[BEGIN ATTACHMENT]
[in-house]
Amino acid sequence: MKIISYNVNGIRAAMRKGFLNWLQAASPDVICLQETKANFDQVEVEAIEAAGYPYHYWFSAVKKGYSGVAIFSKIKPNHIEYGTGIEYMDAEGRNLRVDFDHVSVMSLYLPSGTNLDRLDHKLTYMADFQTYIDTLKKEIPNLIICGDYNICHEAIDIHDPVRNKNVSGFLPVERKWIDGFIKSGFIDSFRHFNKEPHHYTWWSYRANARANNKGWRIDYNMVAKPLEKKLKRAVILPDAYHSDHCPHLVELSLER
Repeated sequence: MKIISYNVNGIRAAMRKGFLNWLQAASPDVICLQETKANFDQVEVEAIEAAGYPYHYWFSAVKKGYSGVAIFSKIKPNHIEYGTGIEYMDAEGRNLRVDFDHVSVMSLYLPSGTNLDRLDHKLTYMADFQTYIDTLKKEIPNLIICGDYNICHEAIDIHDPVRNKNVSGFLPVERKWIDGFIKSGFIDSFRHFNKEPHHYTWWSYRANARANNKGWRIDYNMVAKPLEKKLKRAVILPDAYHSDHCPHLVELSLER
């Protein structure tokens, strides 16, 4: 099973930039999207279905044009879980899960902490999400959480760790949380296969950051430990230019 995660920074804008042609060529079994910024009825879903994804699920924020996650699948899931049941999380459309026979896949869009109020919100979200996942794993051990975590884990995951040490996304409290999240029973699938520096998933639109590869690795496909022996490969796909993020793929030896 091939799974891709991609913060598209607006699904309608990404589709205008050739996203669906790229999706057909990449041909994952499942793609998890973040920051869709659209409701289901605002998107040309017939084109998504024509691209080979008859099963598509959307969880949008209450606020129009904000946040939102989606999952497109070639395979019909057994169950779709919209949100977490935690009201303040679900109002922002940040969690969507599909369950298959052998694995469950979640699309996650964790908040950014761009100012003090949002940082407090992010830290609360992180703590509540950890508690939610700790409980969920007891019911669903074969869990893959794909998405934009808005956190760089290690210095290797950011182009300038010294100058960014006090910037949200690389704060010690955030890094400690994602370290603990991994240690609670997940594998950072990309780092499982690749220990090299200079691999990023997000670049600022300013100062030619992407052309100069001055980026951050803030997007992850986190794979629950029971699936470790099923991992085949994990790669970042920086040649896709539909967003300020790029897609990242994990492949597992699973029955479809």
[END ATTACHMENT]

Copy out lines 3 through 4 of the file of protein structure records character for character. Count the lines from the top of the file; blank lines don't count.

Repeated sequence: MKIISYNVNGIRAAMRKGFLNWLQAASPDVICLQETKANFDQVEVEAIEAAGYPYHYWFSAVKKGYSGVAIFSKIKPNHIEYGTGIEYMDAEGRNLRVDFDHVSVMSLYLPSGTNLDRLDHKLTYMADFQTYIDTLKKEIPNLIICGDYNICHEAIDIHDPVRNKNVSGFLPVERKWIDGFIKSGFIDSFRHFNKEPHHYTWWSYRANARANNKGWRIDYNMVAKPLEKKLKRAVILPDAYHSDHCPHLVELSLER
């Protein structure tokens, strides 16, 4: 099973930039999207279905044009879980899960902490999400959480760790949380296969950051430990230019 995660920074804008042609060529079994910024009825879903994804699920924020996650699948899931049941999380459309026979896949869009109020919100979200996942794993051990975590884990995951040490996304409290999240029973699938520096998933639109590869690795496909022996490969796909993020793929030896 091939799974891709991609913060598209607006699904309608990404589709205008050739996203669906790229999706057909990449041909994952499942793609998890973040920051869709659209409701289901605002998107040309017939084109998504024509691209080979008859099963598509959307969880949008209450606020129009904000946040939102989606999952497109070639395979019909057994169950779709919209949100977490935690009201303040679900109002922002940040969690969507599909369950298959052998694995469950979640699309996650964790908040950014761009100012003090949002940082407090992010830290609360992180703590509540950890508690939610700790409980969920007891019911669903074969869990893959794909998405934009808005956190760089290690210095290797950011182009300038010294100058960014006090910037949200690389704060010690955030890094400690994602370290603990991994240690609670997940594998950072990309780092499982690749220990090299200079691999990023997000670049600022300013100062030619992407052309100069001055980026951050803030997007992850986190794979629950029971699936470790099923991992085949994990790669970042920086040649896709539909967003300020790029897609990242994990492949597992699973029955479809």